Chapter 93A, with its low and vague standards of liability and powerful remedies of multiple damages and attorneys, is playing an increasingly central role in intellectual property disputes in Massachusetts.

On February 16, 2016 a Judge of the United States District Court for the District of Massachusetts decided to let proceed the Chapter 93A claim of a former Harvard chemistry graduate student, Mark Charest, for a fair share of the patent royalties from a novel and valuable method for creating tetracycline antibiotics. Mr. Charest, who went on to earn his chemistry doctorate, brought numerous claims against Harvard and Harvard professor Dr. Andrew Myers. These claims included breach of contract, fraud in allocation of royalties, tortious interference with contract, breach of fiduciary duty, promissory estoppel, and violation of Massachusetts General Law Chapter 93A. However, the only two claims the court let proceed were the breach of contract and violation of Chapter 93A claims. All other claims were dismissed.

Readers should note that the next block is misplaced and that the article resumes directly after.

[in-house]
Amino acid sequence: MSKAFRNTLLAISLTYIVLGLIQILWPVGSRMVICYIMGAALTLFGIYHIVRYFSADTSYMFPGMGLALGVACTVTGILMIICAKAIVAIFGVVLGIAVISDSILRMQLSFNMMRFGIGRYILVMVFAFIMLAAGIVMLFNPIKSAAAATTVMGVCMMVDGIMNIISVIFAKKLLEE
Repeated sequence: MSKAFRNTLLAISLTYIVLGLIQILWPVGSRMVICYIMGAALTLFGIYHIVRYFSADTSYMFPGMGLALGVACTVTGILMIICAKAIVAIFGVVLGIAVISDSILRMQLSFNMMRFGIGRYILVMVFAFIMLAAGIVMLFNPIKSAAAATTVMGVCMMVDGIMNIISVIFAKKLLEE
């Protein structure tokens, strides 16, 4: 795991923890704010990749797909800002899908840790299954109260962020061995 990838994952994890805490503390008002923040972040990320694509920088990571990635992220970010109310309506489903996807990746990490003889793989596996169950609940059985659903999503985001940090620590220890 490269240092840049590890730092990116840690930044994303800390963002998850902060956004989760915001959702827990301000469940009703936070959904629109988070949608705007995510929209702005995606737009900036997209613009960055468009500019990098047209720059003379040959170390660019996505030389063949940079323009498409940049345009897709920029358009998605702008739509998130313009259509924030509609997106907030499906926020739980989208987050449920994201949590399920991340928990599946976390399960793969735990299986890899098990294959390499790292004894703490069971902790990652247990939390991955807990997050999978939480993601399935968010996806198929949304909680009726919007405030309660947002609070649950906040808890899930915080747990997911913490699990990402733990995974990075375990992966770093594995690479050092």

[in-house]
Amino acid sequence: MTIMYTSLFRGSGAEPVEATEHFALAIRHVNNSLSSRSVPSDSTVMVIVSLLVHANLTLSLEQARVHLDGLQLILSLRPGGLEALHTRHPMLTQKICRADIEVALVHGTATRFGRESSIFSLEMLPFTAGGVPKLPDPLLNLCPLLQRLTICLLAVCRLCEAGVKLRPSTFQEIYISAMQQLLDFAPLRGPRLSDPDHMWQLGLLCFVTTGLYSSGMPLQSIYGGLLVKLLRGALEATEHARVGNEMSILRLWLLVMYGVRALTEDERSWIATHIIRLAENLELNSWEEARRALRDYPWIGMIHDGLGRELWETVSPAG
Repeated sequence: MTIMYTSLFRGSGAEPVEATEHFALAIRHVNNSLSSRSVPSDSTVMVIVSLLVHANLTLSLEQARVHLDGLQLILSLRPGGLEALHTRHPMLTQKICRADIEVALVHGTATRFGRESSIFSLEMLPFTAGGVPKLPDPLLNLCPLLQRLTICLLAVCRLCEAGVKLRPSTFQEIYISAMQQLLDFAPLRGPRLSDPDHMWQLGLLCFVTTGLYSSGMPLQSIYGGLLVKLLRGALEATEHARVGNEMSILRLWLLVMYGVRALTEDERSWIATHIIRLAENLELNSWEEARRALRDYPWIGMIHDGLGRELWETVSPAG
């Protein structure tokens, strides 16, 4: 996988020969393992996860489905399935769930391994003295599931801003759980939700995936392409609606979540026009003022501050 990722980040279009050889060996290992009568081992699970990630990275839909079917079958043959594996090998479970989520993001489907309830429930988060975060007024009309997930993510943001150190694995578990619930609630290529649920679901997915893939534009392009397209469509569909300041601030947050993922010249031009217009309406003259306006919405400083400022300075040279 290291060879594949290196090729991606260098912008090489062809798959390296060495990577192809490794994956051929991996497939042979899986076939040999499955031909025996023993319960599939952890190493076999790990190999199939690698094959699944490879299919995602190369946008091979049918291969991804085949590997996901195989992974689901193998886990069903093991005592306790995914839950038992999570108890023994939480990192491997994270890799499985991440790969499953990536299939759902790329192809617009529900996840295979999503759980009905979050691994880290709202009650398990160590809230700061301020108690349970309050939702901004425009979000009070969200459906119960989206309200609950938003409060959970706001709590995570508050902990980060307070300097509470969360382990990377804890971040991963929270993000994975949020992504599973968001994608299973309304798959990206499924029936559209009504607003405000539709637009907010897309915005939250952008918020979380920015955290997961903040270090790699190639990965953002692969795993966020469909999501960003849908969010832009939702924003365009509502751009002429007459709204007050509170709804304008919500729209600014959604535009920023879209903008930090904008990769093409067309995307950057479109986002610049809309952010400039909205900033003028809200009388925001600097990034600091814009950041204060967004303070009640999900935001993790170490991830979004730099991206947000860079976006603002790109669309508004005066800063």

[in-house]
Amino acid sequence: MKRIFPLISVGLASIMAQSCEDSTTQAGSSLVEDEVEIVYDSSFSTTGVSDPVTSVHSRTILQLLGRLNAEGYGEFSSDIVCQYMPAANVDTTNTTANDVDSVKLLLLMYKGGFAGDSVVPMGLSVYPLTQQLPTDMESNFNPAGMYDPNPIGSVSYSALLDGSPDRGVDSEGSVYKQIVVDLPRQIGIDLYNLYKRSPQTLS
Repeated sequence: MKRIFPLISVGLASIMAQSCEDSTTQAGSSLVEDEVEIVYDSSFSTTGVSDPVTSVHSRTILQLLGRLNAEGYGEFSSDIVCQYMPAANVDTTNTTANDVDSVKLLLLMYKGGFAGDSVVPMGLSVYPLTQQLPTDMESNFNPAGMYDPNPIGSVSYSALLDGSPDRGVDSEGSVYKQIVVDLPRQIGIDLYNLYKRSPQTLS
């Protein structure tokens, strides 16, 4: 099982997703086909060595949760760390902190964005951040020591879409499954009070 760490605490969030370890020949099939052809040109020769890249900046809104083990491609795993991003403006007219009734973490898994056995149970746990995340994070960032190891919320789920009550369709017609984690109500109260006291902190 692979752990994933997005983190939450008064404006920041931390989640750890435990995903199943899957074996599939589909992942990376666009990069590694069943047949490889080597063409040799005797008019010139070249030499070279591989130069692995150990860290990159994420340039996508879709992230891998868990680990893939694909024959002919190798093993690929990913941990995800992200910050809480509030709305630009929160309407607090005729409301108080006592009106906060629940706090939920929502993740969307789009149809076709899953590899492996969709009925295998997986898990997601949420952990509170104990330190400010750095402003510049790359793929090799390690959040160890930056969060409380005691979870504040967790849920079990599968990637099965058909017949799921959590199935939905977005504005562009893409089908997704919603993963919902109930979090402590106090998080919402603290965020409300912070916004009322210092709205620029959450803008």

Dr. Charest alleged as part of the case that before he enrolled at Harvard, Dr. Myers had been unable to work out a solution for creating new synthetic tetracyclines. Dr. Myers told Dr. Charest that if they could succeed in doing so, “they could make a billion dollars.”

Dr. Charest’s claim under Chapter 93A was that Harvard refused to pay him royalties for his role in developing the patented method unless he agreed to certain conditions. These conditions included him signing a release accepting Harvard’s allocation decision and absolving the university and Dr. Myers from any liability for their conduct. The court held that if such conduct were ultimately proven, it could give rise to a judgment against Harvard and Dr. Myers under Chapter 93A.

On January 22, 2016, Massachusetts Attorney General Maura Healy invoked Chapter 93A in possibly seeking to bring a claim against pharmaceutical company Gilead Sciences. In a letter to Gilead she alleged the company was charging excessive prices for its highlyefficacious antiretroviral drugs, namely Sovaldi and Harvoni, which are used to treat Hepatitis C virus. Gilead charges $84,000 and $94,500, respectively, for a course of treatment for these drugs. The Attorney General did not invoke authority to regulate the price of the drugs other than Massachusetts Chapter 93A.

There have been other intellectual property cases, aside from Charest v. Harvard, et al, decided over the last six months in Massachusetts U.S. District Court in which 93A claims were brought. Chapter 93A played an important or even decisive role in many of these cases as its remedies are more powerful than those under federal IP law.